“Marriage means different things to different people”-Alison from “The Affair”
This fall’s best new show, “The Affair,” invites us to the world of Noah (Dominic West) and Alison (Ruth Wilson). In an interrogation room, both are recounting their take on their affair in light of a fatal crime. Noah and Alison’s personal memories of the events, however, are shown to be vastly different. “The Affair” makes the viewer question who is telling the truth, or if either character’s take on the events are reliable truths. No matter whose side you relate to most, the most fascinating part of “The Affair” is definitely how it can make us as viewers question the way we remember our own personal experiences.
If that hasn’t gotten you to look up the show, here are five reasons as to why you should be watching this series. There are only two episodes out so get to it!
The he said/she said plot device and the recollection of our own memories
The original premise of an affair is not as significant as the vehicle used to tell this story. “The Affair” utilizes the Rashomon effect, where different perspectives of events proves the “relativity of truth and the unreliability, the inevitable subjectivity, of memory.” In this case, Noah and Alison each get half of the episode to recount the same events. The two-part episodes tell us much more than the average television drama can: it fills in details we were wondering about and it allows for different interpretations to the same events.
This is the most fascinating part of the show. It allows for Noah to be a whiny WASP about his wealth-by-inheritance and his general incompetence when it comes to being a successful writer. But it also allows for Alison to shine through, with her complicated and traumatizing past, to flesh out the characters further, and most importantly, to not have Alison be just a “homewrecker.” Thank you for that, “The Affair.”
I will admit that the primary reasons I decided to watch this show, without knowing much about the premise, were Ruth Wilson and Joshua Jackson. I was an avid fan of “Luther” and “Fringe” and I have been patiently waiting for both actors to appear on new shows because they are the cream of the crop. Ruth Wilson has to be one of the most versatile actors on television today–and I am patiently awaiting her Emmy nom just from these first two episodes (imagine the possibilities for her as an actor as the episodes progress!). Furthermore, Joshua Jackson was one of my high school celebrity crushes (Polivia forever), and he’s also the most charming person ever.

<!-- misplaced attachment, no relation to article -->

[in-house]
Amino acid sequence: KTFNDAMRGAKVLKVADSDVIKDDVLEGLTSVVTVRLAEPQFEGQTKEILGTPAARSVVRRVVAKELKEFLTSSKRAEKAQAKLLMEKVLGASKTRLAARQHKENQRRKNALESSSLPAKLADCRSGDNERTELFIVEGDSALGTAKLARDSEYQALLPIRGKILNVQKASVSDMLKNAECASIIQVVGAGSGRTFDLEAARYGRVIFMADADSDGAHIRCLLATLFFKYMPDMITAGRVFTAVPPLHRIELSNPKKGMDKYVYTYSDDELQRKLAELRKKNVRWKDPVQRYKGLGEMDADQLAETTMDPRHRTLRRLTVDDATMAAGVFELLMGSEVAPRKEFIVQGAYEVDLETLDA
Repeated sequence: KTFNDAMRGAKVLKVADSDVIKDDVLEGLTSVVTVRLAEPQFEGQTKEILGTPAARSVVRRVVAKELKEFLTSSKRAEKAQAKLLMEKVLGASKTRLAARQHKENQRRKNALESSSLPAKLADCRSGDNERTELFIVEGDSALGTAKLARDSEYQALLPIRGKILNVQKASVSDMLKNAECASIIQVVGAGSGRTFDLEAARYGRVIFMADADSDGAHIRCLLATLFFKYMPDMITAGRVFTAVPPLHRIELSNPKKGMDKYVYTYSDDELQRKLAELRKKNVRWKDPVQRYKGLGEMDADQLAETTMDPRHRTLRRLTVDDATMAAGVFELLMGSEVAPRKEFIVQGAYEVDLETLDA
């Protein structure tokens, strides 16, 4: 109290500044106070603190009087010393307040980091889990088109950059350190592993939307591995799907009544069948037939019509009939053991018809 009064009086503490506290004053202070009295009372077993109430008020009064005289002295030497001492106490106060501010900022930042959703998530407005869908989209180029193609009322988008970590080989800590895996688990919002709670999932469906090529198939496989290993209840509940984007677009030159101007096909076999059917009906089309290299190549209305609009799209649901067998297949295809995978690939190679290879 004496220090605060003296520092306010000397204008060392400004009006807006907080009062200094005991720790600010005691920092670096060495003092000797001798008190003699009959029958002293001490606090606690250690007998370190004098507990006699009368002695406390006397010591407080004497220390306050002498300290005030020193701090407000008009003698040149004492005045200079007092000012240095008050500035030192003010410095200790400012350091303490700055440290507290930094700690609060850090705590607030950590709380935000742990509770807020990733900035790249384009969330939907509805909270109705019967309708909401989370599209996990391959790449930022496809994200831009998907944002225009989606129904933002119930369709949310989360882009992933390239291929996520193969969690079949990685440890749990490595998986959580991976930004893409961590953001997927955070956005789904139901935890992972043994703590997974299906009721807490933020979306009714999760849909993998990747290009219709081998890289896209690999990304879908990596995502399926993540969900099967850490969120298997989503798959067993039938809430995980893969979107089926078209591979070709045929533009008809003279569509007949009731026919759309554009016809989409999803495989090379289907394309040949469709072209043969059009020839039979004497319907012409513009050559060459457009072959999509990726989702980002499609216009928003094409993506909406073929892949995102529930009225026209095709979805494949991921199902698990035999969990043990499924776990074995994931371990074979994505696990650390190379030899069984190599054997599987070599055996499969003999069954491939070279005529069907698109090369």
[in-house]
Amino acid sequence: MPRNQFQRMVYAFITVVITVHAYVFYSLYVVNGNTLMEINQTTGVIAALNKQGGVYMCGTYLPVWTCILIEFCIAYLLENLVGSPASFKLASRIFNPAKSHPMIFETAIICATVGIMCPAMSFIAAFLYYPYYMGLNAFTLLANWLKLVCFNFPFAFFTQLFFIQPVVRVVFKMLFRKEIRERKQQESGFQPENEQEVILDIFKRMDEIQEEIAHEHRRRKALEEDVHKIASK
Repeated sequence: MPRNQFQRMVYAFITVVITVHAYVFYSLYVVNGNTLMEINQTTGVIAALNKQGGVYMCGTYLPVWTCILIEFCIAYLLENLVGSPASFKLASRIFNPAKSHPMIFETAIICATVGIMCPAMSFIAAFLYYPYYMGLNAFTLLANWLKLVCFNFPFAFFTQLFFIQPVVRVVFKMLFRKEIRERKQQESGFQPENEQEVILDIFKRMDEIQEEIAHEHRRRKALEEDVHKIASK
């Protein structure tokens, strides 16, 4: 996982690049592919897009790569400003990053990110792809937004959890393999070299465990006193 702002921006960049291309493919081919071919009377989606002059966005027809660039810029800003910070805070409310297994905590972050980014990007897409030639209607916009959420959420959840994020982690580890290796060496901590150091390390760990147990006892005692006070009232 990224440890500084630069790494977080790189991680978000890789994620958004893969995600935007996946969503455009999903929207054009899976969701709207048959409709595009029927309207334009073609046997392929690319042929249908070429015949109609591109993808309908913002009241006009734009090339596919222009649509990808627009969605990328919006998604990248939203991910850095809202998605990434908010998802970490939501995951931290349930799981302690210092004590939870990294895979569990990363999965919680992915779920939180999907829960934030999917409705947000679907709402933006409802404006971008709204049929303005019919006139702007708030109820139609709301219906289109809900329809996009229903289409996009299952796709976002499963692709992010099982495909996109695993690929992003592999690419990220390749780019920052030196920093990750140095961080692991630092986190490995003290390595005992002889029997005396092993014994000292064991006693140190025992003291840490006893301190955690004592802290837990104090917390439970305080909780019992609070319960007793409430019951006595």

Of course, I couldn’t go on without saying something about Dominic West (“The Wire”) and Maura Tierney (“The Good Wife”). They are fantastic as well, especially Maura.
The co-creator and writer
The show’s creator, Sarah Treem, has worked on House of Cards as co-executive producer and writer. She has also worked on In Treatment and How To Make It In America. It makes me happy to support a fantastic show helmed by a woman.
“[T]here’s a whole world of differences in the way people think of creators and what that role means. It is traditionally thought of as a masculine job, so I think to be a female creator is challenging for all sorts of reasons. But one thing I will say is that Showtime now has half female showrunners, which is amazing. I don’t know any other network that has something like that. It’s cool.”
The Affair had the highest series debut in Showtime history at 2.5 million viewers across all platforms. This gives me very high hopes for the future of this show, which is an important part in my decision to commit. I know that it could go on for three, four, or five seasons. I want to believe!
The crime and the air of mystery
In the first two episodes, it has been established that someone has died and the police are now investigating it as a crime. This is another aspect that the show gets right: while it’s difficult to keep the audience in the dark about something they have no information or personal attachment to, “The Affair” dangles the crime in our faces in a mysterious way. It allows for much hypothesizing and theorizing–who could be dead? And who would want them dead?
Overall, “The Affair” shows promise–more than a lot of shows I have watched in the past few years. I am excited by the possibility of a new great drama.
The Affair airs on Showtime Sundays at 10 p.m. EST.